It amazed Rachel how much you could forget, and everything you forgot made that person less alive inside you until you could finally endure it. After more time passed you could let yourself remember, even want to remember. But even then what you felt those first days could return and remind you the grief was still there, like old barbed wire embedded in a tree’s heartwood.
And now this brown-eyed child. Don’t love it, Rachel told herself. Don’t love anything that can be taken away.
Serena by Ron Rash
384 pages, Ecco, October 2008
I’ll admit, the reason I heard of this book was that I read it was being made into a movie with Jennifer Lawrence, who I have a bit of a crush on. Also, I like American history and period pieces and look at that cover. That’s a gorgeous cover, right there.
However, the book itself won me over. It didn’t need an upcoming movie to market it. It markets itself. Because it’s all kinds of brilliant, and I want you all to grab it and read it and sit curled up with your eyes huge like I did until it’s done wondering “Holy hell, what is Serena going to do next.”
Because if you read it, you’re most definitely going to do that.
George Pemberton, lumber baron, brings his new bride, Serena, to the North Carolina mountains. It’s 1929. Women are still very much seen and not heard. And Serena’s more than seen – she’s tall and blonde and cool, quite a comparison to the women that age too quickly due to hard work and a harder life in the mountains – but she’s to be heard, too. She’s heard without yelling. She doesn’t need to yell. She slowly takes everyone and everything around her in her iron fist and it becomes very clear to the camp who’s really in charge. No one dares stand in her way – because those that do don’t last long. When Serena finds out the one thing she wants more than anything is the one thing she can’t have, she sets her sights on Rachel, the woman who shared George’s bed before she arrived.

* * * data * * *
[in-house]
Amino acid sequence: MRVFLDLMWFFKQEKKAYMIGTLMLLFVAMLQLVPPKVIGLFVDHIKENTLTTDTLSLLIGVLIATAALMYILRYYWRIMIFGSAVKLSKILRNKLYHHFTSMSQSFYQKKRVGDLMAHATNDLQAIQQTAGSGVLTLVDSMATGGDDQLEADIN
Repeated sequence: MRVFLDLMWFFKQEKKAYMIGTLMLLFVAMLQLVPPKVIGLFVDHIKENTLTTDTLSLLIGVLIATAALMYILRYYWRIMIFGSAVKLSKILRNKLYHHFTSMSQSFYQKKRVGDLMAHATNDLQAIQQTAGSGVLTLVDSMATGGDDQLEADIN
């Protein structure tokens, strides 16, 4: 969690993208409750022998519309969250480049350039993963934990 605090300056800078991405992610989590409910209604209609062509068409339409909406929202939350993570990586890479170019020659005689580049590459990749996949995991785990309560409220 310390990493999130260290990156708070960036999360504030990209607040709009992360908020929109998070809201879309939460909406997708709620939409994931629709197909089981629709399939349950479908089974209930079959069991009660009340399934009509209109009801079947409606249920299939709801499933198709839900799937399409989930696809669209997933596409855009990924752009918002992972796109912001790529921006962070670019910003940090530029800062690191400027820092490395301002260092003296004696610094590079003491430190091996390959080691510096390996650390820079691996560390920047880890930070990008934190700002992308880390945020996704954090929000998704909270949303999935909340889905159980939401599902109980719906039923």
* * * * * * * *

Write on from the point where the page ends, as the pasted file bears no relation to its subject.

This has been mentioned here and there as a retelling of Macbeth. It’s got aspects of the Scottish play, yes. Serena makes a fine Lady Macbeth, and there are the plots and the machinations. There’s even one of the three witches. But honestly, I think you can twist anything into a version of something Shakespearian, if you try hard enough. Let’s just say it’s got Macbethian aspects, and leave it at that. (Not every strong woman is Lady Macbeth, though, people. Even if she’s murderous.)
Here’s what struck me in this book (and a lot of things did, really – but this is what struck me the most, I think) – Rash was not afraid to write a female character with no redeeming qualities. Yet, somehow, you never really hate her. You fear her, sure. But something in you almost ADMIRES her. She’s got this ruthlessness, this implacable streak. She’s a force of nature. She does despicable things, but something about the way she does them makes them seem…fated, somehow? None of the men make a move to stop her (or, if they do, they’re powerless in the face of her.) She’s a woman, competing what is most definitely a man’s world – and she’s not only winning, she’s winning by miles. None of them even compare.
I’m not sure about the casting for the movie. Jennifer Lawrence – maybe. She’s got the acting chops, and I’m interested to see her stretch into a role like this. As much as I like Bradley Cooper, I’m a little wary of this. Pemberton isn’t a pretty playboy. He’s a hardscrabble lumber baron. He’s Serena’s match. But I’ll give it a chance – again, Cooper’s a good actor.
And the stills coming out of the studio are gorgeous. There are some scenes I can’t wait to see on the screen. Ooh, and the COSTUMES. Just LOOK at them.
Do me (and yourself) a favor, though, before seeing it? Read the book. You need the slow burn of this. You need to read this country poetry and wait with bated breath on every word to see, exactly, how far Serena will go…and if she’ll succeed.
Watch Jennifer Lawrence later. Read the book now. You’ll be glad you did.